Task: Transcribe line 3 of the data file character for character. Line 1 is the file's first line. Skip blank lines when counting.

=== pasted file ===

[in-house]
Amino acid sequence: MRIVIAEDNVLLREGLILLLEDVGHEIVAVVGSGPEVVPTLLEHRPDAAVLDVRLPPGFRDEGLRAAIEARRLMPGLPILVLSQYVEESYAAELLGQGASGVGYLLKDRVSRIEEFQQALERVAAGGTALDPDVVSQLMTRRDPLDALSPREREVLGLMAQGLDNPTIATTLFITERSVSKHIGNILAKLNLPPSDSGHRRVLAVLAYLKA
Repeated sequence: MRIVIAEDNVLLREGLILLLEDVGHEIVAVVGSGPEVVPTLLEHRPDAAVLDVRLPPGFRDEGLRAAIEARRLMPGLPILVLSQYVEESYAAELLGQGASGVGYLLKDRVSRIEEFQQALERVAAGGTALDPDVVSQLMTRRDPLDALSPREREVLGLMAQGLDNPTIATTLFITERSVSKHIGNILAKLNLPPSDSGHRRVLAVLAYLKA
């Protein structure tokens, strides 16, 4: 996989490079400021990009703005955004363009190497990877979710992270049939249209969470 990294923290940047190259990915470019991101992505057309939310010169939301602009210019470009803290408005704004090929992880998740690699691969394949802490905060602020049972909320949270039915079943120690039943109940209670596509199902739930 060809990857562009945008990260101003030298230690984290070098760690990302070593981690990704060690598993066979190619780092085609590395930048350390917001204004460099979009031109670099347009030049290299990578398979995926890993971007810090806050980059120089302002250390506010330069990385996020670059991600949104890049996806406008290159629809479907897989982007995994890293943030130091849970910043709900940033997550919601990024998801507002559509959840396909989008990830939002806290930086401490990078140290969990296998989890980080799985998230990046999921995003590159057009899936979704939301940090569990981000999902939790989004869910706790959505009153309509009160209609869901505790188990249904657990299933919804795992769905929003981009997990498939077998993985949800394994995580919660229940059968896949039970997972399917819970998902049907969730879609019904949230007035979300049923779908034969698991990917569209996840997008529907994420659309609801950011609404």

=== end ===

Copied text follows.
Repeated sequence: MRIVIAEDNVLLREGLILLLEDVGHEIVAVVGSGPEVVPTLLEHRPDAAVLDVRLPPGFRDEGLRAAIEARRLMPGLPILVLSQYVEESYAAELLGQGASGVGYLLKDRVSRIEEFQQALERVAAGGTALDPDVVSQLMTRRDPLDALSPREREVLGLMAQGLDNPTIATTLFITERSVSKHIGNILAKLNLPPSDSGHRRVLAVLAYLKA